Six on Saturday: Behold a Great Light…

…and the angel Gabriel appeared, the only main season snowdrop likely to be flowering at Christmas. Last year two thirds of the specials were poking their noses through, with six in flower, an all-time record here; this year looks to be more typical as far as the snowdrops go.

A more typical season for witch hazels too, with just a few tiny spicks and specks of colour beginning to appear, and only Hamamelis ‘Orange Peel’ being anywhere near ‘out’, a full three weeks later than last year:

Elsewhere I managed to plant out the early flowering Winter Sunshine sweet peas into the greenhouse border today, having first boosted the soil with homemade compost first. They should begin flowering by the end of March or into April at the latest.

Also accomplished this week was the planting of new rose ‘City of York’, which had been heeled into one of the cutting beds until I reached a decision on its planting hole. A climbing rose, it was destined for the side of the house, clambering up the wall and onto the entrance archway, and the original plan was for a raised brick surround; a belated flash of inspiration created a new plan, utilising an existing pot with its base removed and sunk into the ground. This gives it a neater profile with less obstructive potential than a brick surround.

And finally, for the sixth of my Six on Saturday contribution to the meme hosted by Jon The Propagator, is a large clump of Iris ensata, dug out of the streamside grass and awaiting splitting and removal of uninvited couch grass from its rootball. The irises have not flowered for 4 years, possibly suffering from a combination of dry weather and congestion. Using a saw, I cut chunks from the rootball and have left them soaking in a bucket of water so I can tease out any unwanted couch grass, before replanting them in the streamside border itself, which I am hoping will be a better location for them as it seems to hold more moisture. That will be another job to tick off my To-Do List!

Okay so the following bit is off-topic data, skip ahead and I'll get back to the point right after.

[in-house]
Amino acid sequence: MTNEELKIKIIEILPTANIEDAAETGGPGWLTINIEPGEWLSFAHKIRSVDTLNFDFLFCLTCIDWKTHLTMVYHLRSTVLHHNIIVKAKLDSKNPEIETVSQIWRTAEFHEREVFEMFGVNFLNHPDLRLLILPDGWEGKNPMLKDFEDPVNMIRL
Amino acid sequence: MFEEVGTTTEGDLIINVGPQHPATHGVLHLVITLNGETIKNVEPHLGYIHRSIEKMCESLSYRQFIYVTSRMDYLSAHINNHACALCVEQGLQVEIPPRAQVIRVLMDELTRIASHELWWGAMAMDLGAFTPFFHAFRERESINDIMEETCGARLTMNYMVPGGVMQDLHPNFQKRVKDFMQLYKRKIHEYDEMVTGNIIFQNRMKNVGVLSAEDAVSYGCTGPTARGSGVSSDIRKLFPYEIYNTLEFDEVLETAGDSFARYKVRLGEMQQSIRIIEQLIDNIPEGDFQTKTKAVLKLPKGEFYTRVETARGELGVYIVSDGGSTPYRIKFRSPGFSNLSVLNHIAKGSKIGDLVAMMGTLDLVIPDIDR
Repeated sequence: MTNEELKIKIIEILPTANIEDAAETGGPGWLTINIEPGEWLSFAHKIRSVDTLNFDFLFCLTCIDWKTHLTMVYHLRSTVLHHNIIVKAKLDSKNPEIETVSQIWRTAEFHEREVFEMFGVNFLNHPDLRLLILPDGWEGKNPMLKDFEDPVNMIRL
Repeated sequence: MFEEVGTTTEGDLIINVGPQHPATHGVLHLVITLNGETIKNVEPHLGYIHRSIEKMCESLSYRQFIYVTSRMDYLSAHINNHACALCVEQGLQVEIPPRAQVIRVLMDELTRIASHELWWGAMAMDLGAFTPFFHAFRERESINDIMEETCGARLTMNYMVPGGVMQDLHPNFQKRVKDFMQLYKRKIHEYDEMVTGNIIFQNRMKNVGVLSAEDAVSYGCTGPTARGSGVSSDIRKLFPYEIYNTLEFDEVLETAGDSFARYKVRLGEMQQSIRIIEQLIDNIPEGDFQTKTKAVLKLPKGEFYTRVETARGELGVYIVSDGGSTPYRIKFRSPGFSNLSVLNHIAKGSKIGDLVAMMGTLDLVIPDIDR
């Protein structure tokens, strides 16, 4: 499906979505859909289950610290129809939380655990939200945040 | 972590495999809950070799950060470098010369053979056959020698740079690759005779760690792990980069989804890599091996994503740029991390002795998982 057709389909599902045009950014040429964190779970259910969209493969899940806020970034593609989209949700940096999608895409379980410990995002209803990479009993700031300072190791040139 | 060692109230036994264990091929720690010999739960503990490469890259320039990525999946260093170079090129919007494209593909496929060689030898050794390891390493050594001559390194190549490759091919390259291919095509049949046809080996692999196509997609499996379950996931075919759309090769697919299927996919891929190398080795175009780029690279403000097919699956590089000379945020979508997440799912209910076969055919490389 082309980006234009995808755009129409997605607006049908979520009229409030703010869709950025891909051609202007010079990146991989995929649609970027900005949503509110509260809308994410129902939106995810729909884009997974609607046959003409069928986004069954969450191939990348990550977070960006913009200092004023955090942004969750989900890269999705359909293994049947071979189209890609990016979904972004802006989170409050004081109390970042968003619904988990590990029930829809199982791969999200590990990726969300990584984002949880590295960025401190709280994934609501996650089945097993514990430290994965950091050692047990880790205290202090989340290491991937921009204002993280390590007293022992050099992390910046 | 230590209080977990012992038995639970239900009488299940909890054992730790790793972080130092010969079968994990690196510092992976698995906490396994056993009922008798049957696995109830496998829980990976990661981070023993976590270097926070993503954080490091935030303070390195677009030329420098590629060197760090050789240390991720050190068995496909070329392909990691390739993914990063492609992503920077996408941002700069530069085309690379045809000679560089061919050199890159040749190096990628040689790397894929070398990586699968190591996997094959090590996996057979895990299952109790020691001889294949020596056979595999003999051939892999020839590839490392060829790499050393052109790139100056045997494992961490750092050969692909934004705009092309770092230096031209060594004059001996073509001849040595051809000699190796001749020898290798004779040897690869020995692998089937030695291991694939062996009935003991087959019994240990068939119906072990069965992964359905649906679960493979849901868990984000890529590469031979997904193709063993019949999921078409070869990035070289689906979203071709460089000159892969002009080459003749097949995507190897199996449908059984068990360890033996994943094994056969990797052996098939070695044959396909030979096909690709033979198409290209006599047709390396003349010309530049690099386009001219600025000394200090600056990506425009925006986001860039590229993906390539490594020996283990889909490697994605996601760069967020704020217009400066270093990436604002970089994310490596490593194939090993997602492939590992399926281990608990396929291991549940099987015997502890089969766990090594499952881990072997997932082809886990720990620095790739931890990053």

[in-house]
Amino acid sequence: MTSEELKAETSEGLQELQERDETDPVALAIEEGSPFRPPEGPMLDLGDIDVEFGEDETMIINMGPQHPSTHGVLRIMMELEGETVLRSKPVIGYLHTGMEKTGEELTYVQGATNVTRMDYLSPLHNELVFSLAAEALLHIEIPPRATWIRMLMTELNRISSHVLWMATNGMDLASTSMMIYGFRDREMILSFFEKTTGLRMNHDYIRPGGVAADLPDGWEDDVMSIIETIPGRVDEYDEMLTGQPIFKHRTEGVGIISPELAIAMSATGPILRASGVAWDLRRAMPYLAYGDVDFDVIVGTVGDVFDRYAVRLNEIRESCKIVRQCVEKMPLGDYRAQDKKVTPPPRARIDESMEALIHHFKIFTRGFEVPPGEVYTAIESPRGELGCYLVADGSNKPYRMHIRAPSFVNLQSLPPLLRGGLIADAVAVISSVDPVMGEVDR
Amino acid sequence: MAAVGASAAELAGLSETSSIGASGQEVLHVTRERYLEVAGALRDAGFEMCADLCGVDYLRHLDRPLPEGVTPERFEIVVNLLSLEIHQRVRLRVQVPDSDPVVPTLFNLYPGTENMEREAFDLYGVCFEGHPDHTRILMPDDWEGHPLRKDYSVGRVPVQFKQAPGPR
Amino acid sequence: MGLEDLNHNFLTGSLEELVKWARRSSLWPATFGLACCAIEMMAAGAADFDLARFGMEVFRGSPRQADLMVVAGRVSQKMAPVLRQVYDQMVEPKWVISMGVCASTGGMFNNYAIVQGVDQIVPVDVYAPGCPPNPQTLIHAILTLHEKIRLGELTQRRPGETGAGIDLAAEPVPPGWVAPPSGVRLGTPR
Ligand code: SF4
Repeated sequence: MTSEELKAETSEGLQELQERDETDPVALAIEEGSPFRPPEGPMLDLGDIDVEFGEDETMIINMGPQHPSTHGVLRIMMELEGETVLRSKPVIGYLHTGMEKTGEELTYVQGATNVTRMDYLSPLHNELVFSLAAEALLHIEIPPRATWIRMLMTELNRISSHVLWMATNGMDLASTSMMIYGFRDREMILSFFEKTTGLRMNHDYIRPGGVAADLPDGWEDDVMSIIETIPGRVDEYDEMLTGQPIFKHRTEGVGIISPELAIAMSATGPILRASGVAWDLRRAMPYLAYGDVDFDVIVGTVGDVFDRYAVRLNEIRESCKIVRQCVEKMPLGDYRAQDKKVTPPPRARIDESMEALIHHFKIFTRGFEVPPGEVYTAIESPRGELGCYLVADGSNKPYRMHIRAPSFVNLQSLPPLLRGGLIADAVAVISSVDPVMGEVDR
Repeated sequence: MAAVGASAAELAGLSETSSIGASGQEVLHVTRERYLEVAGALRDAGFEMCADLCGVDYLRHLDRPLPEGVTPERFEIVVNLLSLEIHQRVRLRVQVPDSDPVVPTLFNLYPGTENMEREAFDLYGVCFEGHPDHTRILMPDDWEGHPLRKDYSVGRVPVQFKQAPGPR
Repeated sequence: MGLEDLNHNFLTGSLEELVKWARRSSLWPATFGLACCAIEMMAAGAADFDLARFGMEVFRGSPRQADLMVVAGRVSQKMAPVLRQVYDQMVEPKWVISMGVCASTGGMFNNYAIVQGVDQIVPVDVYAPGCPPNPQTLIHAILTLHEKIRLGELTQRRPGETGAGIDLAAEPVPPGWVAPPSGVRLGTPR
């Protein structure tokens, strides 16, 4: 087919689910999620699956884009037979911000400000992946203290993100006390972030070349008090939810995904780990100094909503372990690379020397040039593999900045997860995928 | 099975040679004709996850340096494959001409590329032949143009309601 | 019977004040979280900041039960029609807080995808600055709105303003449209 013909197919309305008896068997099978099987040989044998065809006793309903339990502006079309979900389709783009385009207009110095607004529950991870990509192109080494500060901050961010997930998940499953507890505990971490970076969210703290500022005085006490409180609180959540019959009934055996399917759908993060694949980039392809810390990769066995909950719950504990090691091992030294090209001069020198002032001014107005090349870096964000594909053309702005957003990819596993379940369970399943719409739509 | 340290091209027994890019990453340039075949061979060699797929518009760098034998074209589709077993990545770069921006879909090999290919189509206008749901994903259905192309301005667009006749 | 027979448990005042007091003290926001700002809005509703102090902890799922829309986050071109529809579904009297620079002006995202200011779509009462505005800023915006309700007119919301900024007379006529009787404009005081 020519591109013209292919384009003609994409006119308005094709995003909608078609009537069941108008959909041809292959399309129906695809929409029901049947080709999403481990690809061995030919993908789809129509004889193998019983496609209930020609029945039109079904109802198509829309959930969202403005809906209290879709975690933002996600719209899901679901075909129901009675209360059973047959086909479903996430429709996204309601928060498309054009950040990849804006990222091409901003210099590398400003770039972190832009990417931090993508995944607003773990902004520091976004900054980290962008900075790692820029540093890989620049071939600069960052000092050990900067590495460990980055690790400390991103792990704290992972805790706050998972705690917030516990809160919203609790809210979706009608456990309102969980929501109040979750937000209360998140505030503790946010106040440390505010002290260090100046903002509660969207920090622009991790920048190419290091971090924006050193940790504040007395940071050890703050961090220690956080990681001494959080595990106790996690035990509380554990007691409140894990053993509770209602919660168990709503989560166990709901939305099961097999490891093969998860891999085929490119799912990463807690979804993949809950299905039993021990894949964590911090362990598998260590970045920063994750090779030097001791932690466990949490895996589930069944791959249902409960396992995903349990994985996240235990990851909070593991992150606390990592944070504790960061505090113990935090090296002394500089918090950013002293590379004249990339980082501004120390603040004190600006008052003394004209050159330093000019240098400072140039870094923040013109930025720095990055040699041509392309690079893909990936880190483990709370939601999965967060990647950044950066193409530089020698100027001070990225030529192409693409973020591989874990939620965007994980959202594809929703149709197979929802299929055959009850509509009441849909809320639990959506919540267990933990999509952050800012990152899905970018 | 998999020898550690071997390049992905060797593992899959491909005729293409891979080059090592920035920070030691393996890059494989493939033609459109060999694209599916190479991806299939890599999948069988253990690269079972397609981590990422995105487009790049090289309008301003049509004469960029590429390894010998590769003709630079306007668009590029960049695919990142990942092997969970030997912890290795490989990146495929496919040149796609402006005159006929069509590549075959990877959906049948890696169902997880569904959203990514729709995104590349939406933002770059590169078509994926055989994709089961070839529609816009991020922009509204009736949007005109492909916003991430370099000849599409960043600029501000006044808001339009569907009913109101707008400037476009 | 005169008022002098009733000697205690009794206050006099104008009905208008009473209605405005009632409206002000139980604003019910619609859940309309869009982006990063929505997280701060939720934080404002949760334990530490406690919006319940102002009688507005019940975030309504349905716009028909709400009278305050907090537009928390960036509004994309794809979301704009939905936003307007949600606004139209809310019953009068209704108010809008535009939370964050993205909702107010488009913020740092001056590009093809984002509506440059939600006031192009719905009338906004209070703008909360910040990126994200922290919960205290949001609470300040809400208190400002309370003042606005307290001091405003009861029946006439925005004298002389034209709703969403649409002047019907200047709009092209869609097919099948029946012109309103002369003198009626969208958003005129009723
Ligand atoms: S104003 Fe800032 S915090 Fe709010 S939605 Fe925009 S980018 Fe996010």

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14 Responses to Six on Saturday: Behold a Great Light…

  1. tonytomeo says:

    Oh, the last picture looks more like a winter chore than the rest. This is the time of year that we get aggressive.

    • Cathy says:

      Haha, yes, it certainly needed a firm hand, Tony, especially digging it out – but it was a job I decided many months ago to get done in the ‘off’ season, so it was good to get it done before the end of the year

      • tonytomeo says:

        I just dug out a windmill palm for a neighbor who wanted to move it from his former home to his new home. Although not large, it had already launched, so was quite heavy. It is recovering out in the yard now. As you can imagine, it was a gratifying project.

  2. Clever idea with the terracotta pot and rose! I’ve just been given a bare-rooted witch hazel, so I was pleased to know how far along yours are.

  3. Going Batty in Wales says:

    I often plant things in bottomless pots as my soil is quite thin. And I know about couch grass! Your flowers are way ahead of mine – both the snowdrops (mine were here when I arrived so probably semi-wild – and the witchhazel which I must check but is certainly not fully flowering.

    • Cathy says:

      This was in spam too! I have a few witch hazels and some don’t even have a hint of colour yet – they were all much earlier the last 2 years. And the snowdrops were generally about 3 weeks ahead last year. I open the garden for the NGS in Feb (and June), so don’t want things to be too early! Using the bottomless pot here meant I could get it closer to the wall

  4. Roguegarden says:

    I must get a Hamamelis! The solution you developed for the rose is quite clever. How did you remove the top of the pot? I, too, have some irises inherited with the garden that urgently need transplanting. I would love to see a photo of your stream.

    • Cathy says:

      Witch hazels are gorgeous, and stars in a winter garden! It was just the bottom of the pot that was sliced off – with an angle grinder – leaving the full depth of the pot (about 12″) to sink into the ground. The stream is a (wo)man-made one but looks fairly natural. The pump is currently switched off as the stream is full of leaves, although clearing them is on myy to-do list! If you put ‘stream’ or ‘streamside’ in the search box on the blog you should find some pictures

  5. Pauline says:

    Snowdrops are all popping up everywhere, it’s that time of year again! Your greenhouse looks very well organised, unlike mine which is still a mess, I must get it sorted so that I can start of some seeds.I’m sure your Iris ensata will enjoy the moist soil by your stream, hopefully it will then start flowering again.

  6. Cathy says:

    Your snowdrops have such wonderful names! 😃

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